Friday, April 5, 2013

Dream captures

They're at it again. There's a report from Japan that brain scans can predict dream images that are confirmed when subjects are wakened from "light sleep" inside an MRI. It seems this is accomplished by comparing brain signals characteristic of the waking brain with those of the dozing brain. So if a certain pattern of brain activity appears if you are looking at traffic or reading text while awake, it's a reasonable guess that's what you are doing when the same pattern comes up during sleep. The Japanese have recorded some blurry images suggestive of generic dream content.
    The Japanese researchers don't claim to be at the point of reading minds, or even of capturing "deep dreams", which they associate with REM states. But some neuroscientists aren’t slow to tell us all that is coming. Dreams are just “an extension of brain states”, says one of them, so full capture may come with advancing technology. I don’t think so. The full panoply of dream experience will always escape the laboratory, because in dreaming consciousness travels beyond the body and the brain.
     We could reach a point, however, where neuroscientists claim to be able to tell us exactly what people are dreaming (and thinking). That could breed terrible delusions of control. Add to the mix new technologies that will give people more and more options for sinking their imaginations in corporate-generated virtual realities, and you have the stuff of very scary science fiction.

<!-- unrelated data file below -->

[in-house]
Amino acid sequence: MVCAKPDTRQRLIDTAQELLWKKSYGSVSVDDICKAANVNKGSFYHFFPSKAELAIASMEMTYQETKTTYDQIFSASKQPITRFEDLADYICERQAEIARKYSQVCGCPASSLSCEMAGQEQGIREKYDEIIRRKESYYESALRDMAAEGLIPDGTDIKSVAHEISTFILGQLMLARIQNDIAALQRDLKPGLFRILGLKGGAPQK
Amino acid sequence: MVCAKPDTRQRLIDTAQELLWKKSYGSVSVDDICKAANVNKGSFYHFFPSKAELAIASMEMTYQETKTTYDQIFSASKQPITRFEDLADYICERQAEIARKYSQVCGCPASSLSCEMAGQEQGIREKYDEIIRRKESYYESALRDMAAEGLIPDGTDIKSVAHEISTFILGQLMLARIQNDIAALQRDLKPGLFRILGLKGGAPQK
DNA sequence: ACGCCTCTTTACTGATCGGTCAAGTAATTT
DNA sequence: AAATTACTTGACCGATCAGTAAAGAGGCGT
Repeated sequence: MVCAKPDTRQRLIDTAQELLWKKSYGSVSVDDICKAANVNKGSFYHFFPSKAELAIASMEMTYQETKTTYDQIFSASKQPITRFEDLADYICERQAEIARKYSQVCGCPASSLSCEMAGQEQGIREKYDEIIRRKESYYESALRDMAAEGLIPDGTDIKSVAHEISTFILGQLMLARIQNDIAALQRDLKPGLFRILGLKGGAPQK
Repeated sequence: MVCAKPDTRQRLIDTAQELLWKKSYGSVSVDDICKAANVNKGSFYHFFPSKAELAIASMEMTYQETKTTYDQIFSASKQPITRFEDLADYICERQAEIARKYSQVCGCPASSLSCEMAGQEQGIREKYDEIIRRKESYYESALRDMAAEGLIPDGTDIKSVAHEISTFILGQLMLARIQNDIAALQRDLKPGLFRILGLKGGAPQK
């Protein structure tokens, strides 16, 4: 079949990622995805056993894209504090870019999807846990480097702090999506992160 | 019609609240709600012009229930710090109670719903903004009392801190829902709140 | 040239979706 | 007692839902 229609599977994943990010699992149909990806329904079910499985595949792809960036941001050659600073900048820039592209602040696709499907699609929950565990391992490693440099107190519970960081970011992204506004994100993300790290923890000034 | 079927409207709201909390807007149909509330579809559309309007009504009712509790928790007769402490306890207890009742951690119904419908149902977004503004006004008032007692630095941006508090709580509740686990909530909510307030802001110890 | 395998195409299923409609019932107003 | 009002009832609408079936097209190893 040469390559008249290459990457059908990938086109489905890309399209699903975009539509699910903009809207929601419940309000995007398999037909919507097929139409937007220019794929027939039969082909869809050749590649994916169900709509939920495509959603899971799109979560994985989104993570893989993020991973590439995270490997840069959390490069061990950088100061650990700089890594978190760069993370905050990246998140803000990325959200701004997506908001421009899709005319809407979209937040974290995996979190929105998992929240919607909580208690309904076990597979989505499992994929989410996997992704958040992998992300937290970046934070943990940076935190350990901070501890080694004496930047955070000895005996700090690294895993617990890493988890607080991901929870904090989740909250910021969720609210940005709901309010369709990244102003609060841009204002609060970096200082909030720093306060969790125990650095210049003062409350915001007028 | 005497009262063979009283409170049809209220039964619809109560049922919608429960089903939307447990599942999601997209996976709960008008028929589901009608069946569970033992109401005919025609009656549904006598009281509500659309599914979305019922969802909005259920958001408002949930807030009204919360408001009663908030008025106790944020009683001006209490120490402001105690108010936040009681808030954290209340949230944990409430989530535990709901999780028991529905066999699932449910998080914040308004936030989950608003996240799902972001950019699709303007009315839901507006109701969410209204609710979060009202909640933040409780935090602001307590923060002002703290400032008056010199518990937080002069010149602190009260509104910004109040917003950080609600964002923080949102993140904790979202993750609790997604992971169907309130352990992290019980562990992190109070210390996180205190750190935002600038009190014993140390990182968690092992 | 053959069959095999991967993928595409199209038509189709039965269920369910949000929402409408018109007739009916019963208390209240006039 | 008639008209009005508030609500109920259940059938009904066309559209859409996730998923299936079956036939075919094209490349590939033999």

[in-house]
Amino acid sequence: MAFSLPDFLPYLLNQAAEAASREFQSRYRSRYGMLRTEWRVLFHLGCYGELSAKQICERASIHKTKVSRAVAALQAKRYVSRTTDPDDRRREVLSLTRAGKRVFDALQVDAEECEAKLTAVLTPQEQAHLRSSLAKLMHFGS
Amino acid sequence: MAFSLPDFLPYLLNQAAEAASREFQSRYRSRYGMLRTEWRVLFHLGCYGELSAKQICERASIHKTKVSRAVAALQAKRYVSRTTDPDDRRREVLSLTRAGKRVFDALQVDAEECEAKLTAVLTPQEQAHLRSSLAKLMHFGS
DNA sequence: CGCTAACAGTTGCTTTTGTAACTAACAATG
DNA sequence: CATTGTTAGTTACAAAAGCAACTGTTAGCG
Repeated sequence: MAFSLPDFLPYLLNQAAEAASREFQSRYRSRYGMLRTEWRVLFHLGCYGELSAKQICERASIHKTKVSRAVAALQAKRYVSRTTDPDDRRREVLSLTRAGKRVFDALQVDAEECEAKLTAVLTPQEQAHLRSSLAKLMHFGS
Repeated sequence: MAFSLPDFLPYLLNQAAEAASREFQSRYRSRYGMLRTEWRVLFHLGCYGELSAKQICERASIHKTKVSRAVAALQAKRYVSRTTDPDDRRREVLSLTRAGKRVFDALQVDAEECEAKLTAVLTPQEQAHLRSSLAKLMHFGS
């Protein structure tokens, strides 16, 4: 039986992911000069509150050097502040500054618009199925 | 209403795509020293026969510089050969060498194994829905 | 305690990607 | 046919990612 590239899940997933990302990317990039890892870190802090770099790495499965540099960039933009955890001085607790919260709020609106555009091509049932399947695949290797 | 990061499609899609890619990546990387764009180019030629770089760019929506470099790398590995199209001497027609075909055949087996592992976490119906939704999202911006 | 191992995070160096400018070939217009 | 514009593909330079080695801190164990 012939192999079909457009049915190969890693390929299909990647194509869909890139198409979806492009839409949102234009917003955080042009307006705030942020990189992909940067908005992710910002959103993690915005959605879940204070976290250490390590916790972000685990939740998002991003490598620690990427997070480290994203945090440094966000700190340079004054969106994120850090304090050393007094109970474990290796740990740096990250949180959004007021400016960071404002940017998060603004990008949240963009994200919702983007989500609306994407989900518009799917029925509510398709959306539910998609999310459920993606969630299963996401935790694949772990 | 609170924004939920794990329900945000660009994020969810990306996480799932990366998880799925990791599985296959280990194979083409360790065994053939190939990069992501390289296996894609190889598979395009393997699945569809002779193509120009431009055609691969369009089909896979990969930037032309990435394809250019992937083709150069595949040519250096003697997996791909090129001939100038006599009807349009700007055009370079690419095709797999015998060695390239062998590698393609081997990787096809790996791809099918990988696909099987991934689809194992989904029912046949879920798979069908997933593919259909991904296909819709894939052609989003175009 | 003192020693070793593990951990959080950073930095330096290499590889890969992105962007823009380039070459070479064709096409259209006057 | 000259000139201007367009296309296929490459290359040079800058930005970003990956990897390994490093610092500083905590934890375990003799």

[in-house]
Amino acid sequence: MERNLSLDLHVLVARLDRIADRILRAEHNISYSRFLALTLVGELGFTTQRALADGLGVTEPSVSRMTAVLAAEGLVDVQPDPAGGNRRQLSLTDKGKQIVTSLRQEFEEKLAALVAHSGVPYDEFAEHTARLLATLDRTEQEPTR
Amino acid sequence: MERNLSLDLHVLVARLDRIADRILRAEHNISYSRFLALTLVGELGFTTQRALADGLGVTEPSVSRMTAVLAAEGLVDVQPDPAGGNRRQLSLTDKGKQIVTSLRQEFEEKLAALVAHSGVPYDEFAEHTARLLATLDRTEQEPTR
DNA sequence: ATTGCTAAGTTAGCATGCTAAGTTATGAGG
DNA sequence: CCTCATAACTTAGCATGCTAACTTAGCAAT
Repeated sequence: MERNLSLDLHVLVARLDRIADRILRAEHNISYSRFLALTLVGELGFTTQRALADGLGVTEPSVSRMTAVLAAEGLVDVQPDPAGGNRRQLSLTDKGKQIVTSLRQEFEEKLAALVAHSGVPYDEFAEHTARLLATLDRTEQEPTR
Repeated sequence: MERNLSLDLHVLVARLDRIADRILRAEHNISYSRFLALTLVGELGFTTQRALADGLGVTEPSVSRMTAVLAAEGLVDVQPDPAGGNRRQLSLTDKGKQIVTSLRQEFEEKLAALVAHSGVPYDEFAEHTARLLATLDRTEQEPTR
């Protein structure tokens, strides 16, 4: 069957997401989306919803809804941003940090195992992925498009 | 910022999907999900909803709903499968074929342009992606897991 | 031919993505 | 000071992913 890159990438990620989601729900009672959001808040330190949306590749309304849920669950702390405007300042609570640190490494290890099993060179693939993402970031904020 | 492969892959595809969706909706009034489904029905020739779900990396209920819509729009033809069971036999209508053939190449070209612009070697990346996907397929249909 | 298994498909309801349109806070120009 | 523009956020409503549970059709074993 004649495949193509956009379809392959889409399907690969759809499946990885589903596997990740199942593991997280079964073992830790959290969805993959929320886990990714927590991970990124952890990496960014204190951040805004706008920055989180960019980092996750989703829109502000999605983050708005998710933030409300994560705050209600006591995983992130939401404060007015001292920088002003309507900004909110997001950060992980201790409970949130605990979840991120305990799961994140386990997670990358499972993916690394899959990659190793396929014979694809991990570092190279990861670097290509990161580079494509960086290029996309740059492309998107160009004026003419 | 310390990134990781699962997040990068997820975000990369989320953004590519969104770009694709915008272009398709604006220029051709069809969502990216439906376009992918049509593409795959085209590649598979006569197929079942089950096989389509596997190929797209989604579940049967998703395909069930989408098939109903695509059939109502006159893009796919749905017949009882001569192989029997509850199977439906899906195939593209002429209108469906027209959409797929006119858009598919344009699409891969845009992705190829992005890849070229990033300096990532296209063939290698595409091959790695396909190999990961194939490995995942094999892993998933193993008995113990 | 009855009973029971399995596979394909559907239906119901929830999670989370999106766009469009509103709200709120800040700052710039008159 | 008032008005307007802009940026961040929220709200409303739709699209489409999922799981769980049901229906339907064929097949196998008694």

Happily, the mind is not in the brain. The brain is in the mind, and the mind is nonlocal.
    As for the MRI. I don't understand how anyone could sleep inside one. It would be like trying to sleep in a tumble dryer. When I requested an MRI years ago (because I wanted to learn first hand how this works) I had horrific wakeful images of a hostile tribe attacking me with spears, as depicted in my drawing. They didn't find anything unusual in my scan, though I really don’t go around seeing spear-waving savages on the street every day.
    They'll never capture the dreams that matter in a sleep lab. To get to the good stuff, you must go where the wild things are. That's truly a no-brainer.

Due diligence: A friend involved in MRI research clarifies the technology involved in the Japanese study: "There are short-bore head magnets, so in principle there is no need to stuff the whole person into the tube. Falling asleep is also possible, if the subject has very good ear protection to block out the noise. The subject, of course, needs to have nerves of steel to fall asleep in this situation, so there may be a selection bias from the outset."

Drawing "In the Sonic Washer" (c) Robert Moss


Savannah said...